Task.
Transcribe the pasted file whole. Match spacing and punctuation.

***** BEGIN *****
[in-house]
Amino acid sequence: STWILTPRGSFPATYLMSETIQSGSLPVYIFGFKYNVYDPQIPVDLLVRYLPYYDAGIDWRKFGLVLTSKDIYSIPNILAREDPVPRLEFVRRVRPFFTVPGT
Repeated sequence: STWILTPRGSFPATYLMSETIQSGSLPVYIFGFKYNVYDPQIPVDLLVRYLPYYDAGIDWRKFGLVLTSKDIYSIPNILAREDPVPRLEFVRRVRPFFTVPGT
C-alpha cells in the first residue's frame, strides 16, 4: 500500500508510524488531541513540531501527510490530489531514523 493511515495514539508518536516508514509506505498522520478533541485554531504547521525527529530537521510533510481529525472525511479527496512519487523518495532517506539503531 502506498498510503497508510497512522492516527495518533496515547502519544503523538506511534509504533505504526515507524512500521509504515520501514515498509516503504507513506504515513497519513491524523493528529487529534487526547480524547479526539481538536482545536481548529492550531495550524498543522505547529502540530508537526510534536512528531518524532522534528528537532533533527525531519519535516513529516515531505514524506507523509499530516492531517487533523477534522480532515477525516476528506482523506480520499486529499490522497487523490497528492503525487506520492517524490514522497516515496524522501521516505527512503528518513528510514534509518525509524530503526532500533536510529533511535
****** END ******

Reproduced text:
[in-house]
Amino acid sequence: STWILTPRGSFPATYLMSETIQSGSLPVYIFGFKYNVYDPQIPVDLLVRYLPYYDAGIDWRKFGLVLTSKDIYSIPNILAREDPVPRLEFVRRVRPFFTVPGT
Repeated sequence: STWILTPRGSFPATYLMSETIQSGSLPVYIFGFKYNVYDPQIPVDLLVRYLPYYDAGIDWRKFGLVLTSKDIYSIPNILAREDPVPRLEFVRRVRPFFTVPGT
C-alpha cells in the first residue's frame, strides 16, 4: 500500500508510524488531541513540531501527510490530489531514523 493511515495514539508518536516508514509506505498522520478533541485554531504547521525527529530537521510533510481529525472525511479527496512519487523518495532517506539503531 502506498498510503497508510497512522492516527495518533496515547502519544503523538506511534509504533505504526515507524512500521509504515520501514515498509516503504507513506504515513497519513491524523493528529487529534487526547480524547479526539481538536482545536481548529492550531495550524498543522505547529502540530508537526510534536512528531518524532522534528528537532533533527525531519519535516513529516515531505514524506507523509499530516492531517487533523477534522480532515477525516476528506482523506480520499486529499490522497487523490497528492503525487506520492517524490514522497516515496524522501521516505527512503528518513528510514534509518525509524530503526532500533536510529533511535